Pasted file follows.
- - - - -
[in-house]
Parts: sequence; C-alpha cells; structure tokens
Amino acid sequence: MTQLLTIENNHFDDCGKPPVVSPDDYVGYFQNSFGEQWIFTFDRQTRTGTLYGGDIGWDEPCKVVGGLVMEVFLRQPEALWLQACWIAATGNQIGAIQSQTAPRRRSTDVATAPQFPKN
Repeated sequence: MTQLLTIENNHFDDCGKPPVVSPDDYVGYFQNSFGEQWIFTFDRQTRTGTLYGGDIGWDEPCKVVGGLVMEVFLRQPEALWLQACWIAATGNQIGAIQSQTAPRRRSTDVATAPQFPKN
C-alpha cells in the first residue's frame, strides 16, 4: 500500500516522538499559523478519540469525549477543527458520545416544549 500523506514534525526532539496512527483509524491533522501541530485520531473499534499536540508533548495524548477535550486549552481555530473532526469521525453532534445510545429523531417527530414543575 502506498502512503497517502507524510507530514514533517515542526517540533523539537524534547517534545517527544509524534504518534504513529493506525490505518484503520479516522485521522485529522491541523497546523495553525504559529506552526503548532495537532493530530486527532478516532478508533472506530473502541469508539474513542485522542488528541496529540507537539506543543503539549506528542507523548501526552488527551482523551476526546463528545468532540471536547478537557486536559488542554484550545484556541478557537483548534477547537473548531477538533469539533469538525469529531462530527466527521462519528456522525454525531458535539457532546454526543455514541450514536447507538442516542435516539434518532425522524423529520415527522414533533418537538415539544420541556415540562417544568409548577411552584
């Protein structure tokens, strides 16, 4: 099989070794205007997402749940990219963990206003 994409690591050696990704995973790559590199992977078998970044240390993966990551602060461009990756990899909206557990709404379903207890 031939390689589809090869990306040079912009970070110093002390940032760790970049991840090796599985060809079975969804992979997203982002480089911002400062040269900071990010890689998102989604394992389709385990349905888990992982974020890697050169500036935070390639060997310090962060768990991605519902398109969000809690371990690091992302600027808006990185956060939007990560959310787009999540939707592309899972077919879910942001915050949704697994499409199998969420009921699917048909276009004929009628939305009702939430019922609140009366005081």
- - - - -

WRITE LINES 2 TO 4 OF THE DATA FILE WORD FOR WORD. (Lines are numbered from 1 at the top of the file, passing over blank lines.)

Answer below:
Parts: sequence; C-alpha cells; structure tokens
Amino acid sequence: MTQLLTIENNHFDDCGKPPVVSPDDYVGYFQNSFGEQWIFTFDRQTRTGTLYGGDIGWDEPCKVVGGLVMEVFLRQPEALWLQACWIAATGNQIGAIQSQTAPRRRSTDVATAPQFPKN
Repeated sequence: MTQLLTIENNHFDDCGKPPVVSPDDYVGYFQNSFGEQWIFTFDRQTRTGTLYGGDIGWDEPCKVVGGLVMEVFLRQPEALWLQACWIAATGNQIGAIQSQTAPRRRSTDVATAPQFPKN